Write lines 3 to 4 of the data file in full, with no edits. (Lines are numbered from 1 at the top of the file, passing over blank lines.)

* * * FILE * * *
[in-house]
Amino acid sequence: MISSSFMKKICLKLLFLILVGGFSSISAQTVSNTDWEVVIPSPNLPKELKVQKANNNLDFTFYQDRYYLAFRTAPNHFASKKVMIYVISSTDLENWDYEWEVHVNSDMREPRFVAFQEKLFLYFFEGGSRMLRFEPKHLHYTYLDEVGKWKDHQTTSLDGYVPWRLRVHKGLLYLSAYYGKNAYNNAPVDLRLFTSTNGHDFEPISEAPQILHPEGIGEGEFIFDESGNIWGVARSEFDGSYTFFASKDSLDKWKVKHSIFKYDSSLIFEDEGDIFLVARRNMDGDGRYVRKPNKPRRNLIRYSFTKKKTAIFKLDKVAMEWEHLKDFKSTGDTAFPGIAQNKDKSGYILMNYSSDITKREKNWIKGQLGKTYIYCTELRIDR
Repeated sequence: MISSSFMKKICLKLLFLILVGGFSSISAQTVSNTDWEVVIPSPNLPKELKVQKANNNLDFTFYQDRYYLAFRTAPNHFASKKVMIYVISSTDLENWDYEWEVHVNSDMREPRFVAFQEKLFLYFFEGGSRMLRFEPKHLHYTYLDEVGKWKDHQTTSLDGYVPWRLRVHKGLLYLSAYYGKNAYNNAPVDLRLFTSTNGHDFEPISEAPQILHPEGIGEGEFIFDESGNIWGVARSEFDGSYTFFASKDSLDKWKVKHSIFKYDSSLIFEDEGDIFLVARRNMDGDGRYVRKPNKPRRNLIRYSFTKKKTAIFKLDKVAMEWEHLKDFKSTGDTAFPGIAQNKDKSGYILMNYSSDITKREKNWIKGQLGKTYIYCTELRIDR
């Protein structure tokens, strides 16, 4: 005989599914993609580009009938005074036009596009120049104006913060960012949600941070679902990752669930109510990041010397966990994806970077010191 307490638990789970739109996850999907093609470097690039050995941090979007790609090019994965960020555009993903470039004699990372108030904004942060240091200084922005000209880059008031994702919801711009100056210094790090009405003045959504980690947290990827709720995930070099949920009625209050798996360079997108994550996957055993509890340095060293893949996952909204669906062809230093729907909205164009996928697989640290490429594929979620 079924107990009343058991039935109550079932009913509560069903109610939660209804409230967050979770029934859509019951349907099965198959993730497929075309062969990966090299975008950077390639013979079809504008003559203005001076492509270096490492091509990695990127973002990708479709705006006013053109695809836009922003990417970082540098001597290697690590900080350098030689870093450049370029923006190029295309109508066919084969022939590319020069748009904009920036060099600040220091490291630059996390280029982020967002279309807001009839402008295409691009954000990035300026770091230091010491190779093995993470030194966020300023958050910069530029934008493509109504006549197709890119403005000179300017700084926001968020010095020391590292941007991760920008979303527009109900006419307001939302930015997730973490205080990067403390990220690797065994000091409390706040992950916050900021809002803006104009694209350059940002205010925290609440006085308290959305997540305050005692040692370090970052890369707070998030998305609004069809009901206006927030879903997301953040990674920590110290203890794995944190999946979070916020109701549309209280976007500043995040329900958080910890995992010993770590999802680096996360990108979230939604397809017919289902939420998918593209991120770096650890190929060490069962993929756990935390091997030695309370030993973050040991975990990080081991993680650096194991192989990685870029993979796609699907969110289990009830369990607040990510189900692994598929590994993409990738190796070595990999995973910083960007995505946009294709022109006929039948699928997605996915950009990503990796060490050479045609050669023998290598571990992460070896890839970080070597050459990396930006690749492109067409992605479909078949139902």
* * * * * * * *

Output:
Repeated sequence: MISSSFMKKICLKLLFLILVGGFSSISAQTVSNTDWEVVIPSPNLPKELKVQKANNNLDFTFYQDRYYLAFRTAPNHFASKKVMIYVISSTDLENWDYEWEVHVNSDMREPRFVAFQEKLFLYFFEGGSRMLRFEPKHLHYTYLDEVGKWKDHQTTSLDGYVPWRLRVHKGLLYLSAYYGKNAYNNAPVDLRLFTSTNGHDFEPISEAPQILHPEGIGEGEFIFDESGNIWGVARSEFDGSYTFFASKDSLDKWKVKHSIFKYDSSLIFEDEGDIFLVARRNMDGDGRYVRKPNKPRRNLIRYSFTKKKTAIFKLDKVAMEWEHLKDFKSTGDTAFPGIAQNKDKSGYILMNYSSDITKREKNWIKGQLGKTYIYCTELRIDR
């Protein structure tokens, strides 16, 4: 005989599914993609580009009938005074036009596009120049104006913060960012949600941070679902990752669930109510990041010397966990994806970077010191 307490638990789970739109996850999907093609470097690039050995941090979007790609090019994965960020555009993903470039004699990372108030904004942060240091200084922005000209880059008031994702919801711009100056210094790090009405003045959504980690947290990827709720995930070099949920009625209050798996360079997108994550996957055993509890340095060293893949996952909204669906062809230093729907909205164009996928697989640290490429594929979620 079924107990009343058991039935109550079932009913509560069903109610939660209804409230967050979770029934859509019951349907099965198959993730497929075309062969990966090299975008950077390639013979079809504008003559203005001076492509270096490492091509990695990127973002990708479709705006006013053109695809836009922003990417970082540098001597290697690590900080350098030689870093450049370029923006190029295309109508066919084969022939590319020069748009904009920036060099600040220091490291630059996390280029982020967002279309807001009839402008295409691009954000990035300026770091230091010491190779093995993470030194966020300023958050910069530029934008493509109504006549197709890119403005000179300017700084926001968020010095020391590292941007991760920008979303527009109900006419307001939302930015997730973490205080990067403390990220690797065994000091409390706040992950916050900021809002803006104009694209350059940002205010925290609440006085308290959305997540305050005692040692370090970052890369707070998030998305609004069809009901206006927030879903997301953040990674920590110290203890794995944190999946979070916020109701549309209280976007500043995040329900958080910890995992010993770590999802680096996360990108979230939604397809017919289902939420998918593209991120770096650890190929060490069962993929756990935390091997030695309370030993973050040991975990990080081991993680650096194991192989990685870029993979796609699907969110289990009830369990607040990510189900692994598929590994993409990738190796070595990999995973910083960007995505946009294709022109006929039948699928997605996915950009990503990796060490050479045609050669023998290598571990992460070896890839970080070597050459990396930006690749492109067409992605479909078949139902």